Rye Woman Shares Old Papers
By Terrill Covey, Hampton Union Staff Writer
Hampton Union, Friday, September 22, 2000
HAMPTON — Hampton Union office received a blast from the past this week.
Jennifer Whitall, of Rye, stopped by with copies of what was then called "The Hamptons Union" from 1900 through 1908. These old newspapers provided some interesting insight into the history of the Seacoast area.
She shared a special issue — from exactly 100 years ago today.
The Sept. 22, 1900 issue devoted a large section on the front page to the visit by the battleships Kearsarge and Alabama to Portsmouth. The visit was historic because the namesakes of these two boats had battled only 36 years earlier during the Civil War.
On June 19, 1864, in a battle off of the coast of France, the Kearsarge, with a crew of men mostly from New Hampshire, sank the Confederate ship Alabama.
The new Alabama, and the new Kearsarge visited Portsmouth 36 years later, on September 22, 1900.
While they were in port, the State of New Hampshire donated bronze plaques to the Kearsarge and Alabama battleships to "bind together in stronger chains of brotherhood and friendship the North and South" and to symbolize the "union of our country."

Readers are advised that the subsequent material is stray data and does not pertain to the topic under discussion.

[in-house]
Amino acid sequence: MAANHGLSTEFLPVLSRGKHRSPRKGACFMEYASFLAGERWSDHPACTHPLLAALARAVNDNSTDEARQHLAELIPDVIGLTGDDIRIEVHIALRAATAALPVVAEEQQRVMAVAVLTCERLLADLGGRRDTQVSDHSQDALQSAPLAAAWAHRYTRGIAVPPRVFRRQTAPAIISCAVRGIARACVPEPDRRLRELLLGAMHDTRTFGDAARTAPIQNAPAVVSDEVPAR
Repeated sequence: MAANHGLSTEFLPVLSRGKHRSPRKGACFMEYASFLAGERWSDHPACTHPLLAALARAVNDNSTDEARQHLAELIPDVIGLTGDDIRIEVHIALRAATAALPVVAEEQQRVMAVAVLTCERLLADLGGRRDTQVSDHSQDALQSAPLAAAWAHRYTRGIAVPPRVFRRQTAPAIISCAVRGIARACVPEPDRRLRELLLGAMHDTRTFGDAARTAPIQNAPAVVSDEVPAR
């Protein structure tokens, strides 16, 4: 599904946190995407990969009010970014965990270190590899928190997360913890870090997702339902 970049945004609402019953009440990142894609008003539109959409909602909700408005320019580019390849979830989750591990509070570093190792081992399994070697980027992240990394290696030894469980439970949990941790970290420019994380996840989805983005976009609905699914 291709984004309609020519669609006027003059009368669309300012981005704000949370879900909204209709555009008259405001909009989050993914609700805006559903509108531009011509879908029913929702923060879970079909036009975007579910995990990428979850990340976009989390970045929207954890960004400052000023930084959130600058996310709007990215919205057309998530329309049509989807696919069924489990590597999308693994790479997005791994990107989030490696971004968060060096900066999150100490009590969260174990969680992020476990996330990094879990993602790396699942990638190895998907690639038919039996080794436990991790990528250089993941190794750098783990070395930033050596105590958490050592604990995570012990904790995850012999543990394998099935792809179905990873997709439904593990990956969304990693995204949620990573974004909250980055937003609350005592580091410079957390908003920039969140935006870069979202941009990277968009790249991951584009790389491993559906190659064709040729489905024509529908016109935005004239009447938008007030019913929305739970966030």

Other news from the old Hamptons Union included:
* Three men escaped from Brentwood prison, and were last seen "running into the distance towards Portsmouth, to where all city roads lead this weekend." The article also says, "When the opportunity presented itself, they accepted it."
* There was also a preview for the Amesbury Fair discussing what events and attractions would be at the 1900 fair.
* Another story was about a woman who was combing her hair when she fell down the stairs in her house and severely lacerated her head.
* A devastating fire ripped through Salisbury beach destroying several buildings. It was started by a boy starting a fire in an alley.
* There was also a train wreck, which was the biggest ever, at the time, in the White Mountain.
Whitall is a bit of a local historian. She is particularly interested in the Seacoast area, and the Isle of Shoals. She said she was very excited to find this newspaper, along with nearly a hundred other issues from 1900 to 1908.
"It's totally unbelievable to be able to see these," she said. "They chronicle roads being built. They have advertisements introducing Jello as the newest desert."
She found the newspapers in a Portsmouth antiques shop with a chair resting upside down on top of them, and thought, at first, that they were reprints.
"I was excited when I realized that they weren't," Whitall said. "It's really interesting to read about how life was back then."